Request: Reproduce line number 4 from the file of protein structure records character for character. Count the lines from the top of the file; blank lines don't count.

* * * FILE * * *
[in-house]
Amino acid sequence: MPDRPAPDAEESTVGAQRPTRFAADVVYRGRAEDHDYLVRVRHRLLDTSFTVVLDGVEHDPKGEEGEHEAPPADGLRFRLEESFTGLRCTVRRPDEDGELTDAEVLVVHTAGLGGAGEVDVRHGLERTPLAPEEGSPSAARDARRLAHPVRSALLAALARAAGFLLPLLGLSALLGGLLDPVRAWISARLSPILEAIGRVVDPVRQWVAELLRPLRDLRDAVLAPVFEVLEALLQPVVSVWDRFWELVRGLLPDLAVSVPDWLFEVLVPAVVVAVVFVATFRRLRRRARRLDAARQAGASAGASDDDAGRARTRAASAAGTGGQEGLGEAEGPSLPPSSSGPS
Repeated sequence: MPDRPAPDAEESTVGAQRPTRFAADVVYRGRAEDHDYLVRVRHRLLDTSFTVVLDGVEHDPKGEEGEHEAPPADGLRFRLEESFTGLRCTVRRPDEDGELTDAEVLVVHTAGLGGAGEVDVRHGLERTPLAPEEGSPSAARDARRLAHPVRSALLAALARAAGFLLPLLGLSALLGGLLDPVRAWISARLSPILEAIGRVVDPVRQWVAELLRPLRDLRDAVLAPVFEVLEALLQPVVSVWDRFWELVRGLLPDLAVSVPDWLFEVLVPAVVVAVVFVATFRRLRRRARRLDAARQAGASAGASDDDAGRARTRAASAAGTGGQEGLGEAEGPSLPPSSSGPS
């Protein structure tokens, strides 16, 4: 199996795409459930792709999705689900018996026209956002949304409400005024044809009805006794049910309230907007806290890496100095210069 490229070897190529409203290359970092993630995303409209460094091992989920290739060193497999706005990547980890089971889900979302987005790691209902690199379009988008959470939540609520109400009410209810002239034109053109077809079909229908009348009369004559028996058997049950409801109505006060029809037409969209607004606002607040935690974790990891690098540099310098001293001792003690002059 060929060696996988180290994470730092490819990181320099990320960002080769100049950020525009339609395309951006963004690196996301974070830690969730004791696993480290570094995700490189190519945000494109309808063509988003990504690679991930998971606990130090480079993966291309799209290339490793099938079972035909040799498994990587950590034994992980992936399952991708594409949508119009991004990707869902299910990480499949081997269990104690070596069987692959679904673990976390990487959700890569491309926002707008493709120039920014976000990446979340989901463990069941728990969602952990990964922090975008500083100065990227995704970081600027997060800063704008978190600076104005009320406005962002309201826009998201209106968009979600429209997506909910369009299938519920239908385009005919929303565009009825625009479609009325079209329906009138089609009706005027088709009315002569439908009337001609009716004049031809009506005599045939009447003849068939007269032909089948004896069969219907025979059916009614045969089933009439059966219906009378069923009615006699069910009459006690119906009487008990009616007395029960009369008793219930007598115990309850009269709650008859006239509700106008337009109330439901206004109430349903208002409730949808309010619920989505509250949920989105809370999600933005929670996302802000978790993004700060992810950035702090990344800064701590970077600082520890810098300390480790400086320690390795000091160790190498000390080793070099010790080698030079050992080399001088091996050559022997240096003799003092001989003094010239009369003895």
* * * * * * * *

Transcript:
């Protein structure tokens, strides 16, 4: 199996795409459930792709999705689900018996026209956002949304409400005024044809009805006794049910309230907007806290890496100095210069 490229070897190529409203290359970092993630995303409209460094091992989920290739060193497999706005990547980890089971889900979302987005790691209902690199379009988008959470939540609520109400009410209810002239034109053109077809079909229908009348009369004559028996058997049950409801109505006060029809037409969209607004606002607040935690974790990891690098540099310098001293001792003690002059 060929060696996988180290994470730092490819990181320099990320960002080769100049950020525009339609395309951006963004690196996301974070830690969730004791696993480290570094995700490189190519945000494109309808063509988003990504690679991930998971606990130090480079993966291309799209290339490793099938079972035909040799498994990587950590034994992980992936399952991708594409949508119009991004990707869902299910990480499949081997269990104690070596069987692959679904673990976390990487959700890569491309926002707008493709120039920014976000990446979340989901463990069941728990969602952990990964922090975008500083100065990227995704970081600027997060800063704008978190600076104005009320406005962002309201826009998201209106968009979600429209997506909910369009299938519920239908385009005919929303565009009825625009479609009325079209329906009138089609009706005027088709009315002569439908009337001609009716004049031809009506005599045939009447003849068939007269032909089948004896069969219907025979059916009614045969089933009439059966219906009378069923009615006699069910009459006690119906009487008990009616007395029960009369008793219930007598115990309850009269709650008859006239509700106008337009109330439901206004109430349903208002409730949808309010619920989505509250949920989105809370999600933005929670996302802000978790993004700060992810950035702090990344800064701590970077600082520890810098300390480790400086320690390795000091160790190498000390080793070099010790080698030079050992080399001088091996050559022997240096003799003092001989003094010239009369003895």